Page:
Update: Reps. issue apologies, step down from committee
Reps. Tim Kelly and Tara Mack apologized to law enforcement today. In the latest developments since they called a Dakota County park officer’s report “a lie” that he had found them “making out” in a car, the two also stepped away from their positions on the House Ethics Committee.
“After serious reflection on the last two weeks, I can say that I am disappointed in myself for the way I handled my disagreement with a park ranger. I reacted to this in an emotional way and certainly without respect and professionalism. Several of my own family members serve in law enforcement and I have nothing but respect for the entire community,” Kelly said Monday.
“There is a proper way to handle conflicts and as a state representative you should certainly expect me to do so. I apologize to my constituents, to the law enforcement community and to the state of Minnesota,” his statement concluded.
Mack, who like Kelly took office in 2009, also issued a statement Monday.
“I have been a strong supporter of our men and women in law enforcement. I understand that the Park Ranger was trying to do his job. I have the utmost respect for the work law enforcement does to keep Minnesotans safe and I apologize for offending these great men and women,” she said.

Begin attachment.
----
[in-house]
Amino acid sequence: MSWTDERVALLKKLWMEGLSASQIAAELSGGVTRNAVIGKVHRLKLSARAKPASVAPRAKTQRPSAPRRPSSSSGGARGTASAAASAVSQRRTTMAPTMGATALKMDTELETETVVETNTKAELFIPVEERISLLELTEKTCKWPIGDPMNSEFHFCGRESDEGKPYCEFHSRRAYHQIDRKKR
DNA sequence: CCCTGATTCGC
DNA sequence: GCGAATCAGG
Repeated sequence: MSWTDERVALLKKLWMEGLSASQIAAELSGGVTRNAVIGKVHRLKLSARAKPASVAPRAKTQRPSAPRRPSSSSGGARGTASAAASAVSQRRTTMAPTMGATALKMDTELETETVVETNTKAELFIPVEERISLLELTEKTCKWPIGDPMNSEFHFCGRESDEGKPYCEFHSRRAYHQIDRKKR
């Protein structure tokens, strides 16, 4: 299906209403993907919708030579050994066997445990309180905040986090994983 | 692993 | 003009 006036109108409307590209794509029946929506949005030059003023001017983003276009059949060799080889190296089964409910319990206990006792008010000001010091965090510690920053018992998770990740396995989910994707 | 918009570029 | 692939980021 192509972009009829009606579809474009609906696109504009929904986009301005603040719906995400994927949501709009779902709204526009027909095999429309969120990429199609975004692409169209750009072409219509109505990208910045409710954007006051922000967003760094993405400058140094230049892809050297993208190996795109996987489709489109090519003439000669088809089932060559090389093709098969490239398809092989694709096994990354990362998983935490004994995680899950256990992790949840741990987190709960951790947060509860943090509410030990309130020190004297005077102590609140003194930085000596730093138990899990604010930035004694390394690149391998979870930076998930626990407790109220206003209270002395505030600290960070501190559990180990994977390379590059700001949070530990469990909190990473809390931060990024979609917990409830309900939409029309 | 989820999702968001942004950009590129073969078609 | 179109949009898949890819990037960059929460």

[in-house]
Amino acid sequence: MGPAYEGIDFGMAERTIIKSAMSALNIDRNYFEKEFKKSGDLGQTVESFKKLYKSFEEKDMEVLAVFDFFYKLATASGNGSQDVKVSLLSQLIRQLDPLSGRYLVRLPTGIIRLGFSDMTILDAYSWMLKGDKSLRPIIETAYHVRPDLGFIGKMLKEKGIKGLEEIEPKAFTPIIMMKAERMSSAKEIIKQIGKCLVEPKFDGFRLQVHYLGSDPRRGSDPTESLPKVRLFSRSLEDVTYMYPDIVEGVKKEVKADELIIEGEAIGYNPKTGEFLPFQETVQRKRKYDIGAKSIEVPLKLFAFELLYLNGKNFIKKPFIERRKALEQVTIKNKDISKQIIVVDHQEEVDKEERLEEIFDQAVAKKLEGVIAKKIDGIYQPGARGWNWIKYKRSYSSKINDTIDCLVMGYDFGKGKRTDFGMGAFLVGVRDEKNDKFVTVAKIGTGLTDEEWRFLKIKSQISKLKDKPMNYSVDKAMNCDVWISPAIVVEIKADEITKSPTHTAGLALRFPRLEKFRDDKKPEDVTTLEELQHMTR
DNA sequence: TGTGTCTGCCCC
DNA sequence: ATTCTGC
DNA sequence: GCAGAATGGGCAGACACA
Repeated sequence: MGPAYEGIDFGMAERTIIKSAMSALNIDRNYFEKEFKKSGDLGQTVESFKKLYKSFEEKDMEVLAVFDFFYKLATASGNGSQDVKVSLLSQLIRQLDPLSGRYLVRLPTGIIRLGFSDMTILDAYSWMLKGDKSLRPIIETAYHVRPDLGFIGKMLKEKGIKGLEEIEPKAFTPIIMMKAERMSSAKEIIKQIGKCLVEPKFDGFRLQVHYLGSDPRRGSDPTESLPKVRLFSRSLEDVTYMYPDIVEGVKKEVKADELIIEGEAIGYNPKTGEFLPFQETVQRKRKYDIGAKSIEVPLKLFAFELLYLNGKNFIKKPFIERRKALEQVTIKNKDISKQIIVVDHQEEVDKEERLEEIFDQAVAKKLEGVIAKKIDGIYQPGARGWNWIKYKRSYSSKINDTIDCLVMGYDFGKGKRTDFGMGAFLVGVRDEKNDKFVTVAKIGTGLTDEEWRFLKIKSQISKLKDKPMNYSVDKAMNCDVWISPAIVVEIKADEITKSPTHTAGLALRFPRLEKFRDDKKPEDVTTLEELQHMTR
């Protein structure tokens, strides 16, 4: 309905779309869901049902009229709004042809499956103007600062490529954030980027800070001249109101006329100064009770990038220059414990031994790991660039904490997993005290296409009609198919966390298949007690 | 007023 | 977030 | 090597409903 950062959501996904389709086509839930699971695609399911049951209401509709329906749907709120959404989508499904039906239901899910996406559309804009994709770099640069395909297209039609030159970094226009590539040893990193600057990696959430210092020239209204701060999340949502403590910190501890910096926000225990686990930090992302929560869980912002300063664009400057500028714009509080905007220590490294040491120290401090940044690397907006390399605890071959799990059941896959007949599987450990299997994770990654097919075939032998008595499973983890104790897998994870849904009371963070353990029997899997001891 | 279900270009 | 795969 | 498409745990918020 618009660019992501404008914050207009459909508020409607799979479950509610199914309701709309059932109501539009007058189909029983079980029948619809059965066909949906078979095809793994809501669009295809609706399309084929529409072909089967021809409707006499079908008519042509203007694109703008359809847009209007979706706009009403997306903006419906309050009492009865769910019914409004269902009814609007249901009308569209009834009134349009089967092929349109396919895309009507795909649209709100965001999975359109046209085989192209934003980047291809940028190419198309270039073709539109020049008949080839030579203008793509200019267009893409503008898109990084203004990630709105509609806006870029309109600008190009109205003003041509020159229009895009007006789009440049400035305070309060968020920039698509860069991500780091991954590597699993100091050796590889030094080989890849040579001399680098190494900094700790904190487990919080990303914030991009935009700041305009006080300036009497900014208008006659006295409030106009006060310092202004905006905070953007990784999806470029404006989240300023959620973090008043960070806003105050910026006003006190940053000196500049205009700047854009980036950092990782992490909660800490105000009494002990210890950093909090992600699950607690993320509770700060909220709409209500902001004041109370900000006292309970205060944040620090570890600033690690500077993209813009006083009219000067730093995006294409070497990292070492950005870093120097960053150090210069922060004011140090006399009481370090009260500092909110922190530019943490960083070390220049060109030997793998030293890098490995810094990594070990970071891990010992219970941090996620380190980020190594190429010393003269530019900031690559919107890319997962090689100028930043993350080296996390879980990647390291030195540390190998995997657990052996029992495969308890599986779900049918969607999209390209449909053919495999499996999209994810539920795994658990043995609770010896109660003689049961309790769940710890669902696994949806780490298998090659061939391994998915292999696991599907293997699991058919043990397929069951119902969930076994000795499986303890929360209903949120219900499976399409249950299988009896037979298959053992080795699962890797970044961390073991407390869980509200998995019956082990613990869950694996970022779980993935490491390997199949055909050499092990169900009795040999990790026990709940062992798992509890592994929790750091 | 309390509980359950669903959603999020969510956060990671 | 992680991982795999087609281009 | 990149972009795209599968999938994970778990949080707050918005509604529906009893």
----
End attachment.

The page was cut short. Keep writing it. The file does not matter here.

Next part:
Officer Jordan Moses ticketed them Aug. 28 under a county park nuisance law. Tipped off Sept. 1 to the citation and a note Moses included on internal justice computer system that stated they were making out and she had her pants partially undone. Kelly and Mack called the officer’s note a lie. They vowed to fight it.
By Sept. 4 the two said the emotional and financial strain on family members of a long legal fight over $260 tickets would cost too much, so they paid the fines.
Rep. Dan Schoen, D-St. Paul, last week said payment wasn’t good enough. The lawmaker, who has 14 years in law enforcement experience, demanded an ethics investigation and apologies.
Speaker Kurt Daudt issued a statement Monday morning that he and House Majority Leader Joyce Peppin met with Kelly and Mack over the weekend. He thanked them for their apologies and said they voluntarily agreed to step down from the Ethics Committee, where Kelly held a seat and Mack was an alternate. Reps. Paul Torkelson and Jenifer Loon will fill those positions.
“If I could go back, I would have handled it differently,” Kelly told the Republican Eagle. “In that light, I think it’s appropriate to step away from that.”
He remains chair of the House Transportation Committee. The debate over funding for roads and bridges will be a major focal point for the 2016 Legislature. Democrats and Republicans agree the state needs to spend billions of dollars more on construction, but they disagreed in the 2015 session over where to get the revenue. Democrats wanted a new gasoline tax while Republicans wanted the money to come from other state programs. Kelly indicated he’s hopeful lawmakers will adopt a strong, long-term plan.